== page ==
- When the Export menu item is selected, an export wizard is run. On the first window read through the information and click the next button.
- In the next window, select the radio button “Yes, export the private key” and then click the next button.
- Select Export Extended Properties, and click next
- Set a password for the .PFX file you want to create#
- Choose a path and export the .pfx file
Now import it into the “Trusted Root Certification Authorities” that you can see in Certificate Manager
- Expand Trusted Root Certification Authorities –> right-click Certificates –> All Tasks –> Import.
- Select the file you just exported. Note that you may need to change the file type to Personal Information Exchange.
- Click Next, Fill in your file’s password, and complete the import.
That should be it completed.
An alternative to export the cert:
Copy the Thumbprint of the cert in your Powershell window.
$pwd = ConvertTo-SecureString -String "" -Face -AsPlainText
Export-PfxCertificate -cert cert:\localMachine\my\#Thumbprint# -FilePath #FilePath# -Password $pwd
Note to self: I’d a solution where Project A referenced Project B. This had been fine and stable for some time, and then suddenly intellisence started warning that the namespace I needed from B was missing, and that I was missing a project reference. Except I wasn’t. And the solution would build without fault.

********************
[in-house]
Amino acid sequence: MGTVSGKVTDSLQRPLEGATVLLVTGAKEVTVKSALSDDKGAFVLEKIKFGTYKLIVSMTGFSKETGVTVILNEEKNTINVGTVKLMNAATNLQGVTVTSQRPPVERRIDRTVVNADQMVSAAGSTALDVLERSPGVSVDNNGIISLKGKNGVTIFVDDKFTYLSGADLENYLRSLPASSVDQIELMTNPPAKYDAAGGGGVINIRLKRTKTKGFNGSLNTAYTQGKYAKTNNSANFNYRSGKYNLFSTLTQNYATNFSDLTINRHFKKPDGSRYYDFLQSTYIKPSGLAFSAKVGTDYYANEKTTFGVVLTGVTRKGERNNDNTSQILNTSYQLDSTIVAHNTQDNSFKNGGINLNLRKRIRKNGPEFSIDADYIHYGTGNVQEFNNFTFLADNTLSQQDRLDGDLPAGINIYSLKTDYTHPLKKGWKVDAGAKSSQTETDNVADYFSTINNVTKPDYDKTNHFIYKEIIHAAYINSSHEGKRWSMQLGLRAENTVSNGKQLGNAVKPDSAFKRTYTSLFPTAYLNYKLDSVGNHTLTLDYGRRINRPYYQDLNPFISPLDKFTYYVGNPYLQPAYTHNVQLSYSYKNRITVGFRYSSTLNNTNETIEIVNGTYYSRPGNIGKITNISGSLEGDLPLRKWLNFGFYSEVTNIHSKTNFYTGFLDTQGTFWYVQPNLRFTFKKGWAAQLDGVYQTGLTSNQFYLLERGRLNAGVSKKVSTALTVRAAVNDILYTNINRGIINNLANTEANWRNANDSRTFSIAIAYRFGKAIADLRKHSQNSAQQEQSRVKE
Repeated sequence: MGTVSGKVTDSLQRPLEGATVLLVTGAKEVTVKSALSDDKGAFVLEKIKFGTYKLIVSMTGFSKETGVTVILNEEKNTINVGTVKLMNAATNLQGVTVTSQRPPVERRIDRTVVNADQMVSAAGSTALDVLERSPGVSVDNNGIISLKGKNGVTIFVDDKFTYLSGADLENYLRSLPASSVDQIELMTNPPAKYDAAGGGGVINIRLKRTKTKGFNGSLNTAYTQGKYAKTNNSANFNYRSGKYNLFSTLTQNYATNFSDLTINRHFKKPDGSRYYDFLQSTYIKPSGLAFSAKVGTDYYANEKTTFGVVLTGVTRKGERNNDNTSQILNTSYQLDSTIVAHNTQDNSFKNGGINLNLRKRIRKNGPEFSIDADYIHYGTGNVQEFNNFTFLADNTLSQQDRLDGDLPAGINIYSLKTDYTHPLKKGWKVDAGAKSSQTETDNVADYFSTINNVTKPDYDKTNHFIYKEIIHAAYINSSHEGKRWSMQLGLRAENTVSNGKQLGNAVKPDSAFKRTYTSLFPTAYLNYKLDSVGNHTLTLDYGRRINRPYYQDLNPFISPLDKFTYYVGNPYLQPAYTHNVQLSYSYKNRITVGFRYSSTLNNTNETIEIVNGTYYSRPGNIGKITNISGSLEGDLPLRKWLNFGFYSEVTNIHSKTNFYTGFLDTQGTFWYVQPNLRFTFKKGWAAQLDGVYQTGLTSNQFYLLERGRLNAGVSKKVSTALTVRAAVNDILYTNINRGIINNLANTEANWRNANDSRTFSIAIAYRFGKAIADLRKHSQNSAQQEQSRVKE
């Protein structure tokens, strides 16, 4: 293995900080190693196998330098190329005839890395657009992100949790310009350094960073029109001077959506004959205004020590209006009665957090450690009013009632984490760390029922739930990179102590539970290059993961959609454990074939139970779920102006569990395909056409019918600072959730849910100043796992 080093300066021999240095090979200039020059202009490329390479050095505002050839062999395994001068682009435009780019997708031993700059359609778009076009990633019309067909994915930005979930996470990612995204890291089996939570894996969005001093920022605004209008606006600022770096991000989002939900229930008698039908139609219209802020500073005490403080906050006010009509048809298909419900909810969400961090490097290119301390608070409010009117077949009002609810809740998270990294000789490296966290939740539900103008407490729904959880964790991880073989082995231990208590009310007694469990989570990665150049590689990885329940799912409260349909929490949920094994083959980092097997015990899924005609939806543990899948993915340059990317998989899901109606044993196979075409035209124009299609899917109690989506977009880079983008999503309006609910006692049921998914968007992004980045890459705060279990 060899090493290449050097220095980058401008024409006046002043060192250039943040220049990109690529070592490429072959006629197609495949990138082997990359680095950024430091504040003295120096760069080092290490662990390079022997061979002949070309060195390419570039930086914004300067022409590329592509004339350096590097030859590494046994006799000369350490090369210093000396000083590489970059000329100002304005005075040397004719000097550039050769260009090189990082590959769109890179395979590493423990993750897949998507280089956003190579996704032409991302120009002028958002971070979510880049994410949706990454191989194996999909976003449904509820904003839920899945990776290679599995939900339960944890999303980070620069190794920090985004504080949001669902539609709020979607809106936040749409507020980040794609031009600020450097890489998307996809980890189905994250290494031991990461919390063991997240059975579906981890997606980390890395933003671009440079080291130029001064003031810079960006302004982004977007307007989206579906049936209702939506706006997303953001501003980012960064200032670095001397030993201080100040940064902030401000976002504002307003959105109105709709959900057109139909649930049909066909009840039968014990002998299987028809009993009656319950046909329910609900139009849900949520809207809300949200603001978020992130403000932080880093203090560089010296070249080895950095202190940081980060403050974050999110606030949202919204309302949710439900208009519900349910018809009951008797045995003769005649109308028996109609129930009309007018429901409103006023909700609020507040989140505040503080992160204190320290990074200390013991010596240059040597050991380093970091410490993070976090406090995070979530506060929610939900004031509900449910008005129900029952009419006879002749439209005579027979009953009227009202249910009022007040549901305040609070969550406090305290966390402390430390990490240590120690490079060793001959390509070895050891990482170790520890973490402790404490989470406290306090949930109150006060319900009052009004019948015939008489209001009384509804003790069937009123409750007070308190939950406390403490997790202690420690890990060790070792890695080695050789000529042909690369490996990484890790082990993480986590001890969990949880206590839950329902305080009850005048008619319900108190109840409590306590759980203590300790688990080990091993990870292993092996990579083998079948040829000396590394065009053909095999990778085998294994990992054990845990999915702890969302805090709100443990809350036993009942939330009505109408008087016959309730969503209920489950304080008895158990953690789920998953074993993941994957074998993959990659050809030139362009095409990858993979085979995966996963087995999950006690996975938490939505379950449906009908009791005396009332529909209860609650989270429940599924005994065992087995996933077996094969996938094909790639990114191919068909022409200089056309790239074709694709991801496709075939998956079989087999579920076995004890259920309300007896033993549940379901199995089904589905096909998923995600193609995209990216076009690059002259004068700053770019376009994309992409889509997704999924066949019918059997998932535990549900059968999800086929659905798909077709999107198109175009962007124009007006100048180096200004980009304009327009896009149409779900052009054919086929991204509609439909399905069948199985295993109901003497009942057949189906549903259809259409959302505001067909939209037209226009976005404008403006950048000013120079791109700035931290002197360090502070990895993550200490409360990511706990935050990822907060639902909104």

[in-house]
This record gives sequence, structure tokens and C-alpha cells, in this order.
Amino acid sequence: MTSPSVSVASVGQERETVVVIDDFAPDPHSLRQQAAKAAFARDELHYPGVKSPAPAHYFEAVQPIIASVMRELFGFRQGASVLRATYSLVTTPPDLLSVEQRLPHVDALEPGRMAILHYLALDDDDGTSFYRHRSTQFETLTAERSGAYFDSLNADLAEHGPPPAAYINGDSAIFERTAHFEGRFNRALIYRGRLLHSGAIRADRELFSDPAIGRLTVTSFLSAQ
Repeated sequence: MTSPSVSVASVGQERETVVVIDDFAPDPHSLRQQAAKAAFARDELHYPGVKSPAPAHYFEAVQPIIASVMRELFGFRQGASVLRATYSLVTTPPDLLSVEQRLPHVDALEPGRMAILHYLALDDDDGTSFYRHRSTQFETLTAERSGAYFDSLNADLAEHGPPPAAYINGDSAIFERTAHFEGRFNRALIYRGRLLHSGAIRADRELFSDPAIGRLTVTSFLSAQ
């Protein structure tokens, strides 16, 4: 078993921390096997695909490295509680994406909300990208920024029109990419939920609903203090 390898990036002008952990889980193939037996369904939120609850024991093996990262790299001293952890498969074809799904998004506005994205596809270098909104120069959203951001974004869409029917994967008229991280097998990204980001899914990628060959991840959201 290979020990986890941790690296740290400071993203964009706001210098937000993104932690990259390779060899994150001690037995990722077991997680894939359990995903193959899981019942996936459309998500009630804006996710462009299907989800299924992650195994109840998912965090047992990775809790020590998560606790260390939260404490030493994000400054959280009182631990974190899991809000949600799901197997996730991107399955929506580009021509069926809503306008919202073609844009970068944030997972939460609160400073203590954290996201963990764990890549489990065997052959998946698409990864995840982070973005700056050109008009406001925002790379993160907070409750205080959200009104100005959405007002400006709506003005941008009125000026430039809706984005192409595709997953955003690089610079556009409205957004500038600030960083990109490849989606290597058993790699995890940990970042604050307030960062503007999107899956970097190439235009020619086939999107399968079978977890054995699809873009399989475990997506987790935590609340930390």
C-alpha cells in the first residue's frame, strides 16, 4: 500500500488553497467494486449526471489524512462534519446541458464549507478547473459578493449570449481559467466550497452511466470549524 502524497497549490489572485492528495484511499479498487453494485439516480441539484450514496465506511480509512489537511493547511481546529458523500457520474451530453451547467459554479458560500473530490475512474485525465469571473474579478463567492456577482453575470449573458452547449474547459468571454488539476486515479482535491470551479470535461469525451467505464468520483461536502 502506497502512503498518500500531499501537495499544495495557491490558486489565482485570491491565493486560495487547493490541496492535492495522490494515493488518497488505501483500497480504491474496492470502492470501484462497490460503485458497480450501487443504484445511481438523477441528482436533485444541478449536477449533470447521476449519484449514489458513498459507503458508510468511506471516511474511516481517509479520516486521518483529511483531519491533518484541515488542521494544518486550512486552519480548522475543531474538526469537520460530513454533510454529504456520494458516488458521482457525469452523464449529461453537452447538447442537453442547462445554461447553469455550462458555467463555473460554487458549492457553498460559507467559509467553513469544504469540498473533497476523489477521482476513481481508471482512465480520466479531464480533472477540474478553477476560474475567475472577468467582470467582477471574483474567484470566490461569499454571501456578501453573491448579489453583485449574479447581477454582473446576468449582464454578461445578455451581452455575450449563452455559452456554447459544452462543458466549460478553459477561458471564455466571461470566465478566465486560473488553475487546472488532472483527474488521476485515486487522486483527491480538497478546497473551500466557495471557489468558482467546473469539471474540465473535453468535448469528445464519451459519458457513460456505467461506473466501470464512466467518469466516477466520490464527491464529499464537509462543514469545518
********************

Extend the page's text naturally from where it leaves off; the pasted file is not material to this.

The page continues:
I found suggestions of deleting /obj and /.vs folders – which I did – but the fix came from turning off Lightweight Solution Loading. See : https://developercommunity.visualstudio.com/content/problem/98484/project-references-do-not-work.html
Clear Visual Studio bug.
Following up my last post about Troy Hunt and breached passwords, I thought I’d look at something it mentioned – zxcvbn password strength estimation. Password strength estimators are, as a rule, crap. Usually it’s simply “is there a number, is there a capital”, etc., so passwords like “P@ssword1234” can come out as being ‘strong’, which is clearly wrong.